Los Angeles, CA, August 03, 2011 --(PR.com
)-- Under a corrective proposal issued by the federal government last week, Medicare payments to nursing homes would be trimmed by 11.1% beginning October 1 according to Jesse Slome, executive director of the American Association for Long-Term Care Insurance.
Slome noted that the reduced funding was the result of a finding that revealed nursing home care providers have been paid more than $2 billion above federal projections since a new payment system took effect late last year.
"Nursing homes have become dependent on government payments from both Medicare and Medicaid," Slome told a group of consumers on a call today. "These taxpayer-supported programs just can no longer foot the billions of dollars and we fully expect government coverage for many such programs will be especially cut for middle income and affluent individuals in the form of more cost-sharing or reduced benefits."
The Centers for Medicare and Medicaid Services (CMS) Administrator Donald M. Berwick, M.D. said the adjustments are part of an effort to pay skilled care operators "properly" in the next fiscal year.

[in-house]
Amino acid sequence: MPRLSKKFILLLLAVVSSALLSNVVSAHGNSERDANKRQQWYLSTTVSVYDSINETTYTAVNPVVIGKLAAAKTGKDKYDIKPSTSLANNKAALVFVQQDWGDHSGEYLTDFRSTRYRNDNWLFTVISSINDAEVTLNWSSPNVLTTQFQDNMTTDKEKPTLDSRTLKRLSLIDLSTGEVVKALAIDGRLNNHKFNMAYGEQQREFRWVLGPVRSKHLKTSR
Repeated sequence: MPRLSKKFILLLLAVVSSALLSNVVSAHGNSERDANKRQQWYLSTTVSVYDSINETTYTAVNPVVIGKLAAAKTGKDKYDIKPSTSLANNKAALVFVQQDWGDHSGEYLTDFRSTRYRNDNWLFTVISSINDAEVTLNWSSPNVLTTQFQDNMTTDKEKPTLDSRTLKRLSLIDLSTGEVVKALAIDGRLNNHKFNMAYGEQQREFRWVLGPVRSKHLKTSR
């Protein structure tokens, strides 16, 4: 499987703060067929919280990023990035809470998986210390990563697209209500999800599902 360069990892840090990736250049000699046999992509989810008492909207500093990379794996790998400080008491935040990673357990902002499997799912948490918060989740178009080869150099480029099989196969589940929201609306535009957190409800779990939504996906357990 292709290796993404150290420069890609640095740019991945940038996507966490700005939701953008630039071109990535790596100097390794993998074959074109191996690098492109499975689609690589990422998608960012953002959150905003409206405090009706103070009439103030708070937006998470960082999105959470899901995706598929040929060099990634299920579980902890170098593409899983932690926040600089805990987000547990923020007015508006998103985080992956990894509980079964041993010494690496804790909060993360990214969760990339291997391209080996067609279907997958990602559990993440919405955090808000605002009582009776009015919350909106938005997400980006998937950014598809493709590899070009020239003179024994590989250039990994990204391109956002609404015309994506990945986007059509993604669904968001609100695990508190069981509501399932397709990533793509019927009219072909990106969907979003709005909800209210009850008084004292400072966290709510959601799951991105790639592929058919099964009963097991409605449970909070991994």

The recalibration will result in a reduction to skilled nursing facility payments of $4.47 billion or 12.6%, according to CMS. However, that drops to an 11.1% cut when offsetting increases are factored in, Slome explains. "Less money will ultimately result in poorer care and we'll be facing a society where those with means will be able to pay for care and others will be forced to depend on whatever taxpayer-paid benefits are available at the time.
"We have long said that aging baby boomers who fail to plan for the risk of needing long-term care will wake up to find out their options are seriously limited," Slome added. "A failure to plan is simply a plan for failure." The Association director reports that sales of long-term care insurance are increasing in 2011. "In spite of a difficult economy, more Americans realize they had better take some action while they can still health qualify for this protection."